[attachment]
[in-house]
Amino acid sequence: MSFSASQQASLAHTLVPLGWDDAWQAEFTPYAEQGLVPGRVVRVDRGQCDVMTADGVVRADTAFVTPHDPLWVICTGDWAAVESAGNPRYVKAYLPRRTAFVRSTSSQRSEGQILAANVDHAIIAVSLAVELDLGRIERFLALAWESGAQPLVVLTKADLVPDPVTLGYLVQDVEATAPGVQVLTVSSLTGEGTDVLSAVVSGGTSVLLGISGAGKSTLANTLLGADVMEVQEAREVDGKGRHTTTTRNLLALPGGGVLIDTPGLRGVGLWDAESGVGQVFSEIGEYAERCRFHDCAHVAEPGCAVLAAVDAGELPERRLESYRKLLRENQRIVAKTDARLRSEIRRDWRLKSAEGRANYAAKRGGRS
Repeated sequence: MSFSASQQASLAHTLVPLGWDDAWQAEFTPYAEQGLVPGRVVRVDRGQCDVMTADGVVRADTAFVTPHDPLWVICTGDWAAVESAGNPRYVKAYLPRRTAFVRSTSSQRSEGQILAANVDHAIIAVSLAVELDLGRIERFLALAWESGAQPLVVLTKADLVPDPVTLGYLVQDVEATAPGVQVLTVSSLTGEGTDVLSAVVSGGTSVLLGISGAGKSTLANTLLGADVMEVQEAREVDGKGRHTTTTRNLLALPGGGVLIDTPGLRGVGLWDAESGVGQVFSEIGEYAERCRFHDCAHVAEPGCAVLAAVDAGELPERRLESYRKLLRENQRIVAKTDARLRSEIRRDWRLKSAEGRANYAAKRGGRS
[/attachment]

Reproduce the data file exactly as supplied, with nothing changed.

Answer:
[in-house]
Amino acid sequence: MSFSASQQASLAHTLVPLGWDDAWQAEFTPYAEQGLVPGRVVRVDRGQCDVMTADGVVRADTAFVTPHDPLWVICTGDWAAVESAGNPRYVKAYLPRRTAFVRSTSSQRSEGQILAANVDHAIIAVSLAVELDLGRIERFLALAWESGAQPLVVLTKADLVPDPVTLGYLVQDVEATAPGVQVLTVSSLTGEGTDVLSAVVSGGTSVLLGISGAGKSTLANTLLGADVMEVQEAREVDGKGRHTTTTRNLLALPGGGVLIDTPGLRGVGLWDAESGVGQVFSEIGEYAERCRFHDCAHVAEPGCAVLAAVDAGELPERRLESYRKLLRENQRIVAKTDARLRSEIRRDWRLKSAEGRANYAAKRGGRS
Repeated sequence: MSFSASQQASLAHTLVPLGWDDAWQAEFTPYAEQGLVPGRVVRVDRGQCDVMTADGVVRADTAFVTPHDPLWVICTGDWAAVESAGNPRYVKAYLPRRTAFVRSTSSQRSEGQILAANVDHAIIAVSLAVELDLGRIERFLALAWESGAQPLVVLTKADLVPDPVTLGYLVQDVEATAPGVQVLTVSSLTGEGTDVLSAVVSGGTSVLLGISGAGKSTLANTLLGADVMEVQEAREVDGKGRHTTTTRNLLALPGGGVLIDTPGLRGVGLWDAESGVGQVFSEIGEYAERCRFHDCAHVAEPGCAVLAAVDAGELPERRLESYRKLLRENQRIVAKTDARLRSEIRRDWRLKSAEGRANYAAKRGGRS